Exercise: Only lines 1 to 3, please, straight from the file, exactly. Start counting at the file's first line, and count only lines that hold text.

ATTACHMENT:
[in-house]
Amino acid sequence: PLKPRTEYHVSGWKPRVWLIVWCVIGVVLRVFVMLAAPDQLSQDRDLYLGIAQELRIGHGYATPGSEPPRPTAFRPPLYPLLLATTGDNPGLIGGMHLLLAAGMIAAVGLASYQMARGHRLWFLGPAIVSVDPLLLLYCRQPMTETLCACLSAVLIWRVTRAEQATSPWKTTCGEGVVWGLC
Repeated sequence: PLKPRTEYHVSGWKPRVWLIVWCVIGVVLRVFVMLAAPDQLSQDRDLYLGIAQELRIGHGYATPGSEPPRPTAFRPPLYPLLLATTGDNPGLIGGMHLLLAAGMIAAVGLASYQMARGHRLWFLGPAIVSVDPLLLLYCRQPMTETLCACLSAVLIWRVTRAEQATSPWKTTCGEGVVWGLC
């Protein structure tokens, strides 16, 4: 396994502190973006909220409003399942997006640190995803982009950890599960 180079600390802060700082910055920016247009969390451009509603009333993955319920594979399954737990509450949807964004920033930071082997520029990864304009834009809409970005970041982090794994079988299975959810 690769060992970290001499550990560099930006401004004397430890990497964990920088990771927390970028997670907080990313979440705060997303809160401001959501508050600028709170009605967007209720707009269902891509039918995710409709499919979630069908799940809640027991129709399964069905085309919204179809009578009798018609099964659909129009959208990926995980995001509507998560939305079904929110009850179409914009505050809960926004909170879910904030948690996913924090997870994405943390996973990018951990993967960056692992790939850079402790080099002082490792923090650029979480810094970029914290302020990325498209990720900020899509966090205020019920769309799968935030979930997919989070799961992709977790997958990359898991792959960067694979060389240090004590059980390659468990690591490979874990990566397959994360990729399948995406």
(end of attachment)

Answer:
[in-house]
Amino acid sequence: PLKPRTEYHVSGWKPRVWLIVWCVIGVVLRVFVMLAAPDQLSQDRDLYLGIAQELRIGHGYATPGSEPPRPTAFRPPLYPLLLATTGDNPGLIGGMHLLLAAGMIAAVGLASYQMARGHRLWFLGPAIVSVDPLLLLYCRQPMTETLCACLSAVLIWRVTRAEQATSPWKTTCGEGVVWGLC
Repeated sequence: PLKPRTEYHVSGWKPRVWLIVWCVIGVVLRVFVMLAAPDQLSQDRDLYLGIAQELRIGHGYATPGSEPPRPTAFRPPLYPLLLATTGDNPGLIGGMHLLLAAGMIAAVGLASYQMARGHRLWFLGPAIVSVDPLLLLYCRQPMTETLCACLSAVLIWRVTRAEQATSPWKTTCGEGVVWGLC